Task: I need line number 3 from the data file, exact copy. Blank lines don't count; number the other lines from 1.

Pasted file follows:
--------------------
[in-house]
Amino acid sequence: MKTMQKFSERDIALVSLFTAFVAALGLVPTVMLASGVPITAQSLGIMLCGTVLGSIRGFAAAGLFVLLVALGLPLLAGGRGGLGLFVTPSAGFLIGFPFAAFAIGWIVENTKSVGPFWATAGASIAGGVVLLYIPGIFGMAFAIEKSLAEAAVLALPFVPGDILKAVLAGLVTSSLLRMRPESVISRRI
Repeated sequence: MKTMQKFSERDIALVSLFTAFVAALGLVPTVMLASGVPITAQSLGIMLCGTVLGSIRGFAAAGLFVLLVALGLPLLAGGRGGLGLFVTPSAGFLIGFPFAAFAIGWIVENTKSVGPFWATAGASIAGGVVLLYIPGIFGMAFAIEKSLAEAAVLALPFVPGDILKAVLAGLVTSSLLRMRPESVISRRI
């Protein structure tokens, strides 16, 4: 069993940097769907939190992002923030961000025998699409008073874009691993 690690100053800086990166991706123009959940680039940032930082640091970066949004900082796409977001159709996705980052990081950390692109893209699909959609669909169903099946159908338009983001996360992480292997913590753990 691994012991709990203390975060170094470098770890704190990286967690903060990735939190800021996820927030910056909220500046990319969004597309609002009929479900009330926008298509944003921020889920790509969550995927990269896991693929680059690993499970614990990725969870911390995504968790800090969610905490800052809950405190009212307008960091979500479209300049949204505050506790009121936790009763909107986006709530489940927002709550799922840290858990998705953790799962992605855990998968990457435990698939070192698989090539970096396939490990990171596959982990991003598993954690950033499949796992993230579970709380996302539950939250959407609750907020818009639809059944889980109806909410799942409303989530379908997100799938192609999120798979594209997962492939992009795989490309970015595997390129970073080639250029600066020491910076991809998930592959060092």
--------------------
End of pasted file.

Repeated sequence: MKTMQKFSERDIALVSLFTAFVAALGLVPTVMLASGVPITAQSLGIMLCGTVLGSIRGFAAAGLFVLLVALGLPLLAGGRGGLGLFVTPSAGFLIGFPFAAFAIGWIVENTKSVGPFWATAGASIAGGVVLLYIPGIFGMAFAIEKSLAEAAVLALPFVPGDILKAVLAGLVTSSLLRMRPESVISRRI